Can you boost flu vaccine efficacy in RA patients on methotrexate?

By John Murphy, MDLinx
Published November 7, 2017

Key Takeaways

Patients with rheumatoid arthritis (RA) who took a 2-week break from methotrexate treatment after their influenza vaccination had a greater vaccine response without an increase in RA disease activity, according to results of a study presented November 5 at the 2017 American College of Rheumatology/Association of Rheumatology Health Professionals Annual Meeting in San Diego, CA.

“RA patients are more susceptible to infections, including seasonal flu, due to their underlying abnormal immune function and the treatment-associated immune suppression,” said study investigator Jin Kyun Park, MD, assistant professor of medicine, Division of Rheumatology, Seoul National University Hospital, Seoul, South Korea. “RA patients taking methotrexate are at even higher risk of infection and infection-related complications, so it’s important that they be vaccinated against preventable infectious diseases.”

The problem: Methotrexate decreases the flu vaccine’s response in RA patients.

“To overcome this shortcoming, our group has been working on a novel immunization protocol for RA patients to optimize vaccine response, including increasing immunogenicity of flu vaccines,” Dr. Park said.

To test this protocol, Dr. Park and his fellow researchers conducted a multicenter, randomized trial in patients with RA who were taking methotrexate at a stable dose. The researchers enrolled 316 RA patients from October 2016 to January 2017 and randomly assigned them to two groups: 160 who discontinued methotrexate for 2 weeks after their flu shot and 156 who continued methotrexate after their shot. All patients were given a seasonal, quadrivalent vaccine containing H1N1, H3N2, B-Yamagata, and B-Victoria antigens.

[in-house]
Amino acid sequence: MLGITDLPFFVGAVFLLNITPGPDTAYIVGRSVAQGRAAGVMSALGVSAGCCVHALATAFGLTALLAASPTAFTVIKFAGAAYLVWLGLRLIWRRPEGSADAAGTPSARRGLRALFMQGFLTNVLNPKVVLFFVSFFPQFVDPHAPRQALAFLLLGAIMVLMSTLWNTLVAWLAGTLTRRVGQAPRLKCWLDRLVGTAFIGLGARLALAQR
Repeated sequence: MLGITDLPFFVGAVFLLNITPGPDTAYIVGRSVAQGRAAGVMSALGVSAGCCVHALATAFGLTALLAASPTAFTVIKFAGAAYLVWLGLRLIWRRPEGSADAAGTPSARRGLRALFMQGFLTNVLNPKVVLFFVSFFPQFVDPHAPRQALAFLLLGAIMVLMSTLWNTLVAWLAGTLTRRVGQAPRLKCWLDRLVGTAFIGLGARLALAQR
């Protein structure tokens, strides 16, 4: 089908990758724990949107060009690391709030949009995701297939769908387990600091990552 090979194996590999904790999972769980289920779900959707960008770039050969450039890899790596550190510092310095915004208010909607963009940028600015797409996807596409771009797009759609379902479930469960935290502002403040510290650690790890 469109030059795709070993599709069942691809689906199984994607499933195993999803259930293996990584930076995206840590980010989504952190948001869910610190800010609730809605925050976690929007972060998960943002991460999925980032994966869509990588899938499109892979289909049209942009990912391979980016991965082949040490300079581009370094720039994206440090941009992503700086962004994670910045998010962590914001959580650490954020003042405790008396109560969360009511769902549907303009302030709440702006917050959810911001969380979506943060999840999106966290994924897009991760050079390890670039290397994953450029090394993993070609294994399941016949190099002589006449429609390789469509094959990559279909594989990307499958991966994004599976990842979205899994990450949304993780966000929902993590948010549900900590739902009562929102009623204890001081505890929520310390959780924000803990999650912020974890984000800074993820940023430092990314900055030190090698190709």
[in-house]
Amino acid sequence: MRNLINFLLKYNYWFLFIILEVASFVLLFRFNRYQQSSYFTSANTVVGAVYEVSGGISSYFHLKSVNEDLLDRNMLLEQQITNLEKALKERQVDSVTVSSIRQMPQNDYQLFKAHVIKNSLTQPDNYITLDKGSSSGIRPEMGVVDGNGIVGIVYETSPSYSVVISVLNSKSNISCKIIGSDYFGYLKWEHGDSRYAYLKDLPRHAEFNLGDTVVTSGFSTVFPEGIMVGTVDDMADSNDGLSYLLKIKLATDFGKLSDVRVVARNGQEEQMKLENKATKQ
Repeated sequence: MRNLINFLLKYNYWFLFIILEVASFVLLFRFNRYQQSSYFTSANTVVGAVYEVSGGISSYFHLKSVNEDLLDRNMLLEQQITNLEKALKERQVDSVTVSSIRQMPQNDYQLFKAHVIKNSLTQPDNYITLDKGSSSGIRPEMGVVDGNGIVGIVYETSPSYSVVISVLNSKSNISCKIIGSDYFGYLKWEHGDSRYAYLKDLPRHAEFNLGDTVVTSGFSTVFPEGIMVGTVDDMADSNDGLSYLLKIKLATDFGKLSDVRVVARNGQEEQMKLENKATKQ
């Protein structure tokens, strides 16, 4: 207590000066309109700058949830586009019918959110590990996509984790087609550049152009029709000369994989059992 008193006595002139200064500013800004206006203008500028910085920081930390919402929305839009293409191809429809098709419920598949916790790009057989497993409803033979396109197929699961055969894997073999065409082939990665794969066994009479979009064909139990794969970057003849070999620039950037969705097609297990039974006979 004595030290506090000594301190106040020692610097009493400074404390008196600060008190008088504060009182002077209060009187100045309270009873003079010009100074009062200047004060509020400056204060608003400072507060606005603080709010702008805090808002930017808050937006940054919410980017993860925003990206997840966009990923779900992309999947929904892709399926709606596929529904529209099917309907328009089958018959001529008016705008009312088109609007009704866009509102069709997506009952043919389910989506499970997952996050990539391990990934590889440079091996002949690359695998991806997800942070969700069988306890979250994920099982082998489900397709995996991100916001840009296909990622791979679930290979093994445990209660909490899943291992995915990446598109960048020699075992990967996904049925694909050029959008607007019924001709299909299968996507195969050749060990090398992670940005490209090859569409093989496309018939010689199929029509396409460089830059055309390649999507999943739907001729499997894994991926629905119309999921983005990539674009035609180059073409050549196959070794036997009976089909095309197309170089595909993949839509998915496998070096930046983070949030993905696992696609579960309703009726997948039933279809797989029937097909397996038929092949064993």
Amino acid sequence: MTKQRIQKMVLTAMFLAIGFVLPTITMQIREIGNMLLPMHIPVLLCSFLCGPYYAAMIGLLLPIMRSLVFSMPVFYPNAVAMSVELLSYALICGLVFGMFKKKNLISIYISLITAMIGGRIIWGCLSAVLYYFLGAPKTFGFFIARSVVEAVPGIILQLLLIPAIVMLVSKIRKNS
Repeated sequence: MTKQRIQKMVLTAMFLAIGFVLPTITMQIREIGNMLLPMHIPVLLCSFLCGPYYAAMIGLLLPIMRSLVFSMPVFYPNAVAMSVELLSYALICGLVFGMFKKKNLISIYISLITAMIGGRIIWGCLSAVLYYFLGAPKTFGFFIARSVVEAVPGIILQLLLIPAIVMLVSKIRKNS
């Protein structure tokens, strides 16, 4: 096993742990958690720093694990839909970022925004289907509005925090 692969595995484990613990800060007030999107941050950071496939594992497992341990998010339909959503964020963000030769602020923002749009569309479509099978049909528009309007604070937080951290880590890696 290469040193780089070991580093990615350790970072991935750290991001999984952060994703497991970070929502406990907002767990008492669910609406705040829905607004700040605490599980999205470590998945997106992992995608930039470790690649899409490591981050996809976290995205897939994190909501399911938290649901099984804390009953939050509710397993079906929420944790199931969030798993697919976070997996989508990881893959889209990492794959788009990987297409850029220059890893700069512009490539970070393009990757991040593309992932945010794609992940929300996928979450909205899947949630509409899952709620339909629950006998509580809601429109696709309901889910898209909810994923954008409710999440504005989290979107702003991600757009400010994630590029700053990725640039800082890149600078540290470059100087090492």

The researchers found that 75.5% of patients who took a 2-week break from methotrexate had a satisfactory vaccine response, compared with 54.5% of patients who continued methotrexate. (Investigators defined a satisfactory vaccine response as a four-fold or greater increase in hemaglutination inhibition antibody titer against at least two of four vaccine strains at 4 weeks after vaccination.)

Seroprotection rates for all four antigen strains were also higher after vaccination among patients in the methotrexate discontinuation group compared with the continuation group.

Importantly, neither group experienced an increase in RA disease activity after vaccination.

Hold the methotrexate

“The findings of this study have several potential clinical implications,” Dr. Park said. “First, we show a novel, effective, but simple way to improve vaccine response in RA patients who take methotrexate. Holding methotrexate for 2 weeks after vaccination improved vaccine response significantly without increasing disease activity. Therefore, patients should be advised to hold methotrexate for 2 weeks after vaccination.”

Second, he suggested that this protocol could be applied to other vaccines, such as pneumonia or zoster virus, given the results of this study.

Third, “despite the well-known clinical experience that joint symptoms improve 3 to 6 weeks after starting methotrexate, our findings indicate that the drug has immediate effects on immune response,” Dr. Park said. “Short-term methotrexate discontinuation could be considered in situations of immunologic challenges such as infections or surgery.”

He added one cautionary note: This study only assessed antibody production after the flu shot, not actual incidence of flu among RA patients. “Since antibody production does not always guarantee immune protection, further studies are needed to address whether the increased immunogenicity by holding methotrexate for 2 weeks can prevent flu infection,” Dr. Park explained.

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